Answered By: Jeffrey Orrico
Last Updated: Feb 01, 2017     Views: 29

Several of our databases include general biographical articles:  Biography in Context, History in Context (for politicians, philosophers, military leaders, explorers, etc.), and Science in Context (for mathematicians, scientists, engineers, computer scientists, and inventors).  The Credo reference database includes biographical articles, as well.  Many of  the well-known very short biographies in theWho’s Who series are included in Credo, also.

 

Our print reference collection includes several biography-specific publications, such as Current Biography, American National Biography, and the Oxford Dictionary of National Biography.  In addition, subject-specific reference works include biographical articles of significant individuals in a field, such as Dictionary of Scientific Biography, Dictionary of Art, New Grove Dictionary of Music and Musicians, and the various literary criticism reference publications.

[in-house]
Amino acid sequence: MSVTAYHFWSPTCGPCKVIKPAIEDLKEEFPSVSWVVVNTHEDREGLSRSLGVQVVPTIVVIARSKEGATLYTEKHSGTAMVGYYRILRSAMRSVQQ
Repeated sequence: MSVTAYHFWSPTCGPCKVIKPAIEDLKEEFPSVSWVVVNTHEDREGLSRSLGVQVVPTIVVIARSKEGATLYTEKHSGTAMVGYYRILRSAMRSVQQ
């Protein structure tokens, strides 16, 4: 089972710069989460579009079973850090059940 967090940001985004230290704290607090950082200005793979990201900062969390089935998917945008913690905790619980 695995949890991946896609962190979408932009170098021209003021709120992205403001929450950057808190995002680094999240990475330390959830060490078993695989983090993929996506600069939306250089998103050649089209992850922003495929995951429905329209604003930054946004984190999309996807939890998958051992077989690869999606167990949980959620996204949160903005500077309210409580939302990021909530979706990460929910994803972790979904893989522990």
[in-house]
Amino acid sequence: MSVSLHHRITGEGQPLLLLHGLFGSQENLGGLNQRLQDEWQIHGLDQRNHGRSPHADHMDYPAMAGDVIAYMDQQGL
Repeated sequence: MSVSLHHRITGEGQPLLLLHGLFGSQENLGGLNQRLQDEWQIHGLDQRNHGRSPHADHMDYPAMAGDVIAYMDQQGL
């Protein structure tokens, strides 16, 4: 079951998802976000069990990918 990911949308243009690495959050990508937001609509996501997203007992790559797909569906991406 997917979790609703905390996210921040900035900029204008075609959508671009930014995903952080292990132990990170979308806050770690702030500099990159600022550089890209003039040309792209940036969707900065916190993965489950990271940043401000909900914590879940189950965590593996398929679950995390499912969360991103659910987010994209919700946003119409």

What’s the advantage of these sources over, say, a Wikipedia article?  Because they are written by credentialed authors, professionally edited, and backed by reputable academic publishers, the library’s scholarly resources are appropriate and citable for academic research. Wikipedia articles can give you a quick check of basic biographical information (e.g., spelling variants, dates & places of birth and death, and sometimes bibliographical references), it does not provide the kind of verifiable quality content needed for serious research.

 

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